The True Story Behind Netflix's El Chapo Dramatisation
The Debrief: Everything you need to know about the hyped up Netflix series
El Chapo arrived on Netflix in June, and a second series has already been lined up. It tells the story of Joaquin "El Chapo" Guzman and his introduction to the world of drug trafficking. If you were a fan of Narcos (a drama series about Colombian drug lord Pablo Escobar) and fancy getting stuck into something similar - or if you've heard people talking about this show and want to know what all the fuss is about - check out our lowdown on El Chapo.
Is it a true story?
Most definitely. Joaquin Guzman is a notorious Mexican drug lord. He has repeatedly been named by Forbes magazine as one of the most powerful people in the world, and was ranked the 10th richest man in Mexico in 2011 thanks to his billion dollar fortune.
Just who is 'El Chapo'?
'El Chapo' means 'shorty', a nickname acquired because of Guzman's diminutive stature (5ft 6"). There is some confusion regarding his date of birth, with some records claiming it's 1954 and some 1957. But he is known to have been born into a poor family in a rural community in La Tuna, a town in Sinaloa. With no real job prospects and a troubling home life, it didn't take him long to become involved with drugs, and he cultivated a marajuana plantation with four cousins at the age of 15. He left his hometown in his 20s to pursue a life of organized crime.
Is he famous?
I'll be honest, I hadn't heard of 'El Chapo' (or rather, Guzman). But by all accounts, he is pretty darn famous, becoming more so in 2015 when he escaped a maximum-security prison in Mexico through an underground tunnel, riding a motorbike on rails. I mean, you couldn't write this stuff. Starting his life of crime in the 70s, it was in the 80s that he was recruited by Miguel Angel Feliz Gallardo, the prominent leader of a Guadalajara cartel. When Gallardo was arrested, Guzman took over the Sinaloa Cartel, which in the following years moved billions of dollars worth of marajuana, cocaine and heroin.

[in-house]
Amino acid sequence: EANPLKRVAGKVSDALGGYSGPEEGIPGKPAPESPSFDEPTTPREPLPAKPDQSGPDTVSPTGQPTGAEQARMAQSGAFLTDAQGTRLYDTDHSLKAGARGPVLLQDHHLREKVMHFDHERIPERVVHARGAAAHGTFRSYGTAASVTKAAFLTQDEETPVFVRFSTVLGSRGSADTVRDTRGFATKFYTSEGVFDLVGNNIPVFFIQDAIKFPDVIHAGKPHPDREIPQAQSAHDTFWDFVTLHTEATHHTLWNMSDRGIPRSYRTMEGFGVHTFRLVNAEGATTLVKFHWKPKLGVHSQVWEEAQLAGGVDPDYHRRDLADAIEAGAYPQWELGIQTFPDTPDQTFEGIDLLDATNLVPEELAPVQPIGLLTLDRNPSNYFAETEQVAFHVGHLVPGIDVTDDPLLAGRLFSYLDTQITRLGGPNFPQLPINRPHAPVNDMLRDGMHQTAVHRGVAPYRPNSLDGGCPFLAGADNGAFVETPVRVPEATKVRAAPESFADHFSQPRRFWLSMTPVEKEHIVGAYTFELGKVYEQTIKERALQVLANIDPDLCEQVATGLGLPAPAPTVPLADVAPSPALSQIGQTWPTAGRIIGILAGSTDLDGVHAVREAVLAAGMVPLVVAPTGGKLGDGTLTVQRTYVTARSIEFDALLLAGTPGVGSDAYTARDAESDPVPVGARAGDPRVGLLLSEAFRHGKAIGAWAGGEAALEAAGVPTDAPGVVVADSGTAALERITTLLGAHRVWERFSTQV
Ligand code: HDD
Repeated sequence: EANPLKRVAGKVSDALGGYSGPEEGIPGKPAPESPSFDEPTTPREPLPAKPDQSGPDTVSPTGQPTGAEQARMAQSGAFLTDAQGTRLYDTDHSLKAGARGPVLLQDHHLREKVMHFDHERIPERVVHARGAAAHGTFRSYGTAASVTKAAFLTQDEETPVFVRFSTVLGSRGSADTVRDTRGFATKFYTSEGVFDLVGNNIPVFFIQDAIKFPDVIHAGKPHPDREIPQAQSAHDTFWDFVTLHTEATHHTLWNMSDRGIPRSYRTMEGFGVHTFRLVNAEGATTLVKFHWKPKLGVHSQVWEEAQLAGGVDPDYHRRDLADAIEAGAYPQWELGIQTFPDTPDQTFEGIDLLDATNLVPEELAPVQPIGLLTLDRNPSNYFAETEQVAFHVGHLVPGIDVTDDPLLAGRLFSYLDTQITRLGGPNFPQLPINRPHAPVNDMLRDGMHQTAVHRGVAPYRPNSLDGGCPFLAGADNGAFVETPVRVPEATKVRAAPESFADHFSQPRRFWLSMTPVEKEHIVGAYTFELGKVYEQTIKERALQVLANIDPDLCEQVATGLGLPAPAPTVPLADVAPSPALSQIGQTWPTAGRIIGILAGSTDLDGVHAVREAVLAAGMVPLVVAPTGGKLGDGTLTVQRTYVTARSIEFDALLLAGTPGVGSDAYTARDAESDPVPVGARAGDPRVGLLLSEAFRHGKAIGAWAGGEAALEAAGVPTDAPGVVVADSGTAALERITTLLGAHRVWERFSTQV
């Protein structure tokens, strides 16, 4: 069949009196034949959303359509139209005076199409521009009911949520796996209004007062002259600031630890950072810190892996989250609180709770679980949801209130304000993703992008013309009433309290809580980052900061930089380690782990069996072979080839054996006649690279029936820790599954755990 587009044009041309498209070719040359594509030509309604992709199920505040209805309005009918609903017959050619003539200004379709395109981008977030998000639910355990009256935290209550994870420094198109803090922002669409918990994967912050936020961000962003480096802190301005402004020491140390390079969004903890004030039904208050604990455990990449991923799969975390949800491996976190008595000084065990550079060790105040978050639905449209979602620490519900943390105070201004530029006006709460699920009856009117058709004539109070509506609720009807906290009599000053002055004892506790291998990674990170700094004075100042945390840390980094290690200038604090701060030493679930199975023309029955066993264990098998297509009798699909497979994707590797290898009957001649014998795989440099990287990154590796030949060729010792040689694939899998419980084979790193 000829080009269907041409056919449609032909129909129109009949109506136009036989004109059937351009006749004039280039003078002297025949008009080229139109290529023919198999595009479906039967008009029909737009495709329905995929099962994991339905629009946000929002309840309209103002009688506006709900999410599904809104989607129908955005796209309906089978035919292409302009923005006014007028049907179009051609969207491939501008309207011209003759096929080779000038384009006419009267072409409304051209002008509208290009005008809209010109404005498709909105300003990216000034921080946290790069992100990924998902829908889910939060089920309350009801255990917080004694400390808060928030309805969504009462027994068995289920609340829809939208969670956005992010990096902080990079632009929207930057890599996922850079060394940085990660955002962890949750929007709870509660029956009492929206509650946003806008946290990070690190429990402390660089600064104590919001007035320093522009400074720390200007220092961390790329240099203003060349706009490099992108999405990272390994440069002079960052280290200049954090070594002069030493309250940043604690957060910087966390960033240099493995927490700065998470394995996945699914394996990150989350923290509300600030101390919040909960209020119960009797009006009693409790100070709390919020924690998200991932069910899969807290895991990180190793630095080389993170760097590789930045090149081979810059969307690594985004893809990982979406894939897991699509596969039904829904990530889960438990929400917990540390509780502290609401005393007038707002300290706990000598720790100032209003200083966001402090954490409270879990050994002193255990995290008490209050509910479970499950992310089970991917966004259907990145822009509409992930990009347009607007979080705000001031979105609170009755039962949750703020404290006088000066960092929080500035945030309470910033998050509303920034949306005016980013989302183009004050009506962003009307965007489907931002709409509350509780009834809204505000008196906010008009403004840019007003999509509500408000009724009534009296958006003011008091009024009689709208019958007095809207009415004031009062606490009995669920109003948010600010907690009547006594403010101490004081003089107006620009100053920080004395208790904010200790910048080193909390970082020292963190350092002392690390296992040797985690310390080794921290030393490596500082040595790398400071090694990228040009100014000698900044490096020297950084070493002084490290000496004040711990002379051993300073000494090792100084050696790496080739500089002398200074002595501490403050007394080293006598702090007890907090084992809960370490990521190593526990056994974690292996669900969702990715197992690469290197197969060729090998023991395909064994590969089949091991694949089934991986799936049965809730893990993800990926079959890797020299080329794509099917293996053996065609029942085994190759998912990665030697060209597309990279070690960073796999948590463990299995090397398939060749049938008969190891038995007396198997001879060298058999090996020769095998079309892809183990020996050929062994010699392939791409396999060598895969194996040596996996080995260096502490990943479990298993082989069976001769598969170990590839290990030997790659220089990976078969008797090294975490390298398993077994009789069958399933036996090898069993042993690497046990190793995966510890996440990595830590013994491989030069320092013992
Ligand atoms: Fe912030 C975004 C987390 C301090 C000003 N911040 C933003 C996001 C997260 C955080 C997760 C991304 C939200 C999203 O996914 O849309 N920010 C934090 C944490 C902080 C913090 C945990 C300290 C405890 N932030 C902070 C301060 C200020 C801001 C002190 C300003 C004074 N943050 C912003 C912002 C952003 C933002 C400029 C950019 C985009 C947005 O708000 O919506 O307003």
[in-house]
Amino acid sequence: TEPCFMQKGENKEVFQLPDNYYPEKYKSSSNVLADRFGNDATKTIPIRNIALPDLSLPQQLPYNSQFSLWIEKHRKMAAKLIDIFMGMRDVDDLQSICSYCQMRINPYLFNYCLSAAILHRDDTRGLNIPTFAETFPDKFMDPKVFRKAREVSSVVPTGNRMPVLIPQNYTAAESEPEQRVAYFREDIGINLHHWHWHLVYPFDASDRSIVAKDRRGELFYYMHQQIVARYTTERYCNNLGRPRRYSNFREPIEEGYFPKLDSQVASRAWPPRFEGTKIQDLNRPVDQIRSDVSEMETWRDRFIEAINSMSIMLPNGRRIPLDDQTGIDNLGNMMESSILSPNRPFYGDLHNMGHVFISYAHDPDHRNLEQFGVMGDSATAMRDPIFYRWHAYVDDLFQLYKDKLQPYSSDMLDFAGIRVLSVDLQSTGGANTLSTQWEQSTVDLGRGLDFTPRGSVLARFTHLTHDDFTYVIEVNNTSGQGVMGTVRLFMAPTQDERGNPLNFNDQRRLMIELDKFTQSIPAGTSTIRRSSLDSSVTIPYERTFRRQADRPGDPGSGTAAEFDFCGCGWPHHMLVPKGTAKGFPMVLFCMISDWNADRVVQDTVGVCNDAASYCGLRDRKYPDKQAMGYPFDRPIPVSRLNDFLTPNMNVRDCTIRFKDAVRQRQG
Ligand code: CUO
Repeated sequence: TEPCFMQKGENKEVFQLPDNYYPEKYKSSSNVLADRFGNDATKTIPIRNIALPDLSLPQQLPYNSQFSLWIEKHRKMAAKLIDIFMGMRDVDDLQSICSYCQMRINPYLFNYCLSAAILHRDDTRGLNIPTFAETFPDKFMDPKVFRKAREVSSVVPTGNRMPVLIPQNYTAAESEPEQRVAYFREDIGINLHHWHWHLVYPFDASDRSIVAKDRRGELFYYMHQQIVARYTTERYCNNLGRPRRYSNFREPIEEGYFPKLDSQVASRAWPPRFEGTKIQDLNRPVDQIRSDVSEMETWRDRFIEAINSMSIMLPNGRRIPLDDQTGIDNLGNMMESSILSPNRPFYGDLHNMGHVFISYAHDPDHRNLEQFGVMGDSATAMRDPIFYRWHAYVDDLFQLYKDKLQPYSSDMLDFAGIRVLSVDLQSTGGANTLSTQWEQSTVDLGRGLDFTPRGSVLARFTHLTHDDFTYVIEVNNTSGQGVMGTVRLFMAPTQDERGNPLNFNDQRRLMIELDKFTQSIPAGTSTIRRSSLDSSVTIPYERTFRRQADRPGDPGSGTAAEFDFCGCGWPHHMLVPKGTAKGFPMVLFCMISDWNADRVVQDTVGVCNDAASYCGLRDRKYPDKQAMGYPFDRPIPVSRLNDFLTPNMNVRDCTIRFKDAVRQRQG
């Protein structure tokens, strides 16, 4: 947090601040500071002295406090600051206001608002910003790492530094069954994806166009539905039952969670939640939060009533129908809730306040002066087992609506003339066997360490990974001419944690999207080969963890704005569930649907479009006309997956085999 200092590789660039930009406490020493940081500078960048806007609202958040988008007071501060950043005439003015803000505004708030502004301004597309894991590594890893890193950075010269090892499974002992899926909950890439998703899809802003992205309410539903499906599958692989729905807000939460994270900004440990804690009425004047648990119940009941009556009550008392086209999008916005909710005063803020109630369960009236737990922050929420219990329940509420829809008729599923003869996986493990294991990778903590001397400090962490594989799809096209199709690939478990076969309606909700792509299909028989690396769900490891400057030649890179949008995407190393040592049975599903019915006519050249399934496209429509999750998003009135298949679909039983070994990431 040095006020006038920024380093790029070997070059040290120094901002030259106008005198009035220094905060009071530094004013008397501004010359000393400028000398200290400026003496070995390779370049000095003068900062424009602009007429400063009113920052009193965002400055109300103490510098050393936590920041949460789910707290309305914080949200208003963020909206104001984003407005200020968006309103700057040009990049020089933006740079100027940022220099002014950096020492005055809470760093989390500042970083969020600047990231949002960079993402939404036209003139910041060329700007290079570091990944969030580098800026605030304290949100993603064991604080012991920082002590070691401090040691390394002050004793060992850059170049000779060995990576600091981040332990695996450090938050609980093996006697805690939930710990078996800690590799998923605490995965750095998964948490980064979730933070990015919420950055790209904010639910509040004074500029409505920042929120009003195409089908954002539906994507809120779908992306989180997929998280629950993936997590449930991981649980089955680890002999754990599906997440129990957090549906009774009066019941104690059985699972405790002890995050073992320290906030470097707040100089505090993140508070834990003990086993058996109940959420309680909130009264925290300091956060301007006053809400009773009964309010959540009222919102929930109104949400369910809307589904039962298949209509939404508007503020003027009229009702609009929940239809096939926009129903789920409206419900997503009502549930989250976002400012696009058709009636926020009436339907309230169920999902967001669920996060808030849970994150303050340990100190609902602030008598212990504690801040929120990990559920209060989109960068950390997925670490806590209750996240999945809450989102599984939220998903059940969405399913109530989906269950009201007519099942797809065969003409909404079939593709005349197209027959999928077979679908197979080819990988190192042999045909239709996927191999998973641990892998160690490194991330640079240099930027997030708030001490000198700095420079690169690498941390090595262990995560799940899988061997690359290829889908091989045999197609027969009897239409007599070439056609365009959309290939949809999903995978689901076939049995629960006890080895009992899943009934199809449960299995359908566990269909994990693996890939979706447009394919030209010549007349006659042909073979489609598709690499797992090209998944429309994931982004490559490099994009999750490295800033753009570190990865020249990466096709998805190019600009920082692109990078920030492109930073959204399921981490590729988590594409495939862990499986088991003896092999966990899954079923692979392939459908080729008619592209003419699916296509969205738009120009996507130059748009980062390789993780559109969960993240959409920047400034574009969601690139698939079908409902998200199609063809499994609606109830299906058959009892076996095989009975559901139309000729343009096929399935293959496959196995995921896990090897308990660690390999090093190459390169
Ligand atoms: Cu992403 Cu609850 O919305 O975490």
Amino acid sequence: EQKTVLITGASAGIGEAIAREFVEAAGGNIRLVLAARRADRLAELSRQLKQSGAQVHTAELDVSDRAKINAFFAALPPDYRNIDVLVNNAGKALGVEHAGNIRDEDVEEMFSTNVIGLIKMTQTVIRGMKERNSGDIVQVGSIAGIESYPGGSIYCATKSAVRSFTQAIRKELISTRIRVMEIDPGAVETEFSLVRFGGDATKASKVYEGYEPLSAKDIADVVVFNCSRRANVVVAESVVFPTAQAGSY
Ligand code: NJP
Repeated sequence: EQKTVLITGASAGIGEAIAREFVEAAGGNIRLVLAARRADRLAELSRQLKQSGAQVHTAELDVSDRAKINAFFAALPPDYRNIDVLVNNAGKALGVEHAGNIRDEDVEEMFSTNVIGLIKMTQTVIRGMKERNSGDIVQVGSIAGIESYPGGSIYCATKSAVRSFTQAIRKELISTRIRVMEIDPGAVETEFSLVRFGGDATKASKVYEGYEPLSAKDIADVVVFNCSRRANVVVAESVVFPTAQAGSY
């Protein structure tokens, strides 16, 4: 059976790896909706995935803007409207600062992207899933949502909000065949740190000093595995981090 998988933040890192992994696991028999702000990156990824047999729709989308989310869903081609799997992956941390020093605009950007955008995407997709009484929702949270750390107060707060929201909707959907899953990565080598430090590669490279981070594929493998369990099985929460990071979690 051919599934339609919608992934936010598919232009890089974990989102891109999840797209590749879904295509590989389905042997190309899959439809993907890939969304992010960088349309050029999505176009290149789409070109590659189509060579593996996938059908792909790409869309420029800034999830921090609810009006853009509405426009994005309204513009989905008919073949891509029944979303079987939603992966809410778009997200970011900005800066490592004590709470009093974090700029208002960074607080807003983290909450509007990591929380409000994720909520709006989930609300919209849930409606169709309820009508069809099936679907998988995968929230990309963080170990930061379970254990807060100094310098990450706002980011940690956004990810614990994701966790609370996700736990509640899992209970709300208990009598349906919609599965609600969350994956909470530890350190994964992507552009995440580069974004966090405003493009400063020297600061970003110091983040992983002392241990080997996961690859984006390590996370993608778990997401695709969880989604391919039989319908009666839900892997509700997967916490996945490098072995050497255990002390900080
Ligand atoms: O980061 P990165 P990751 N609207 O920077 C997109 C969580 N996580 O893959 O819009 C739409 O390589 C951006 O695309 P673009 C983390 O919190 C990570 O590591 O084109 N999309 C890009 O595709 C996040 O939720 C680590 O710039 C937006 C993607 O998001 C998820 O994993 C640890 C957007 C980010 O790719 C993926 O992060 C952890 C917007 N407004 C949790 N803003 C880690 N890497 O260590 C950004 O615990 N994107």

How did he get arrested in the first place?
It was during those years that Guzman got noticed by the United States. In May 1993 years of conflict between the Sinaloa and Tijuana cartels reached boiling point, when gunmen from the Tiuana cartel opened fire on a car near the Guadalajara International Airport. The gunmen mistakenly thought that Guzman was in the car, when in fact it was the Cardinal and Archbishop of Guadalajara. The Mexican government launched a manhunt to find the Cardinal's killers, and pictures of Guzman begun to circulate for the first time.
How did he escape prison?
He was first arrested in 1993, but escaped prison in 2001 after bribing prison employees and being wheeled out in a laundry cart (his height clearly working in his favour). The ten years following his escape made him something of a legend, as he somehow avoided arrest - but in February 2014 he was caught and arrested in a hotel in Mazatlan, a beach resort in his native state of Sinaloa. He spectacularly escaped from prison via motorbike, this time only months after his arrest. Finally, in January 2016 he was arrested once more, and returned to the prison from which he had escaped.
What to expect from the Netflix series?
The series is a dramatisation spanning over three decades, starting in the 1980s and starring Marco de la O as Guzman. It is about as violent and gory as one might expect from a narcotics drama - The Guardian has compared it to both Narcos and The Wire. Guzman's real life has been so drama-filled that there was little need for exaggeration or embellishment in the series. However, Guzman isn't happy with his portrayal in the show and it was announced in June that he is set to sue for "moral damage". His legal team dispute the claim that it's a "true story" and Guzman is concerned that the programme will damage his image ahead of his trial in a US federal court next April. Previously Guzman's legal team threatened to sue Netflix because neither they nor the Spanish-language broadcaster Univision paid for the rights to the story - a risky move considering Guzman is dangerous and, obviously, alive. Interestingly, the series was filmed in Colombia as, following Guzman's rearrest and the consequent power struggle for his drug cartel, it became too dangerous to film in Mexico.
Is it worth a watch?
What is clear is that Guzman is a very, very interesting character. Bizarrely, he was interviewed by actor Sean Penn (for Rolling Stone magazine) before he was captured and returned to prison, and authorities later said that this interview helped lead them to Guzman. There are just so many odd and intriguing elements to Guzman's story that it's kind of amazing that this dramatisation wasn't made sooner, especially given our appetite for drug-related tv shows. So in a nutshell, yes, it's worth a watch.
What's happening now?
Guzman is in jail awaiting his trial next year. He was moved to a Manhattan jail in January this year, and his lawyers have complained about his living conditions, claiming that they violate his rights.
Series 1 of the show is currently on Netflix, and the second series is estimated to arrive around September this year. Something to while away those Autumn evenings with, then.
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